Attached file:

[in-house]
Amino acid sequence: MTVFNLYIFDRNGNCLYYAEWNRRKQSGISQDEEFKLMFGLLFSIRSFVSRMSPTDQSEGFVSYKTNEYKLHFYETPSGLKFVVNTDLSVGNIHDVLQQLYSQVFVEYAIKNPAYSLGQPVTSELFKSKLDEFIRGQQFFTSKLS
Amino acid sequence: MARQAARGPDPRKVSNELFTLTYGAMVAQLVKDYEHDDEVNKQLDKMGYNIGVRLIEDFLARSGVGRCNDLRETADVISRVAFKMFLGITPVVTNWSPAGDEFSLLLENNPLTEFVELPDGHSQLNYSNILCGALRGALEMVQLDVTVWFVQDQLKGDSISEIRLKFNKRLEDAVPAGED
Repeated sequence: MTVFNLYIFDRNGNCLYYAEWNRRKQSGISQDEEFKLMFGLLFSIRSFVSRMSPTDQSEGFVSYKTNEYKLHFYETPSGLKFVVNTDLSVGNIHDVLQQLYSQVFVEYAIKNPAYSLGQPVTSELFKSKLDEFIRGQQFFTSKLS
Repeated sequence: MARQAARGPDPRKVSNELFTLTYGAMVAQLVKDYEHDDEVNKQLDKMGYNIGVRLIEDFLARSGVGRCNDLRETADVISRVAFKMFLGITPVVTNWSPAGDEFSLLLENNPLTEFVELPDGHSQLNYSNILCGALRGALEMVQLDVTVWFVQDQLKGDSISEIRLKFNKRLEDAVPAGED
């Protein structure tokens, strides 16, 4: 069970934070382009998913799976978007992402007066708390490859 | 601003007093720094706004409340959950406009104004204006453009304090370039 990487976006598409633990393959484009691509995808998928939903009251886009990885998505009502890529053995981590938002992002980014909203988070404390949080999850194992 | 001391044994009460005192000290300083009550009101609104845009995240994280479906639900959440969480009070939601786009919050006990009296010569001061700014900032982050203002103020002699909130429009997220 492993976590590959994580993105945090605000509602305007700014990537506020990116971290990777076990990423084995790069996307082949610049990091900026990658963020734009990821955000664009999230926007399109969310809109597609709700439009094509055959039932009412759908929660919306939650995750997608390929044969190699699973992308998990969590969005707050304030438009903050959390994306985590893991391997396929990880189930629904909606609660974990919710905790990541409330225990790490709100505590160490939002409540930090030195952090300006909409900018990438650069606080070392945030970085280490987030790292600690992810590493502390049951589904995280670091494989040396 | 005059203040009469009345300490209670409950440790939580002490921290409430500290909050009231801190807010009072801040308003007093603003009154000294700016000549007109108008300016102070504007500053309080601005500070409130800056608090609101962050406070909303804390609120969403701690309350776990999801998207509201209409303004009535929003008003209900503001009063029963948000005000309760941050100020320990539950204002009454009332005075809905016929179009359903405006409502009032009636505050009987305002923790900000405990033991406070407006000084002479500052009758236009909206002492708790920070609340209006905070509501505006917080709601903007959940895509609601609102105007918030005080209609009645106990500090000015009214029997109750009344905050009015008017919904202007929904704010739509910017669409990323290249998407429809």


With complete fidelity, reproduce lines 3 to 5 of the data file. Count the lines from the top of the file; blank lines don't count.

Amino acid sequence: MARQAARGPDPRKVSNELFTLTYGAMVAQLVKDYEHDDEVNKQLDKMGYNIGVRLIEDFLARSGVGRCNDLRETADVISRVAFKMFLGITPVVTNWSPAGDEFSLLLENNPLTEFVELPDGHSQLNYSNILCGALRGALEMVQLDVTVWFVQDQLKGDSISEIRLKFNKRLEDAVPAGED
Repeated sequence: MTVFNLYIFDRNGNCLYYAEWNRRKQSGISQDEEFKLMFGLLFSIRSFVSRMSPTDQSEGFVSYKTNEYKLHFYETPSGLKFVVNTDLSVGNIHDVLQQLYSQVFVEYAIKNPAYSLGQPVTSELFKSKLDEFIRGQQFFTSKLS
Repeated sequence: MARQAARGPDPRKVSNELFTLTYGAMVAQLVKDYEHDDEVNKQLDKMGYNIGVRLIEDFLARSGVGRCNDLRETADVISRVAFKMFLGITPVVTNWSPAGDEFSLLLENNPLTEFVELPDGHSQLNYSNILCGALRGALEMVQLDVTVWFVQDQLKGDSISEIRLKFNKRLEDAVPAGED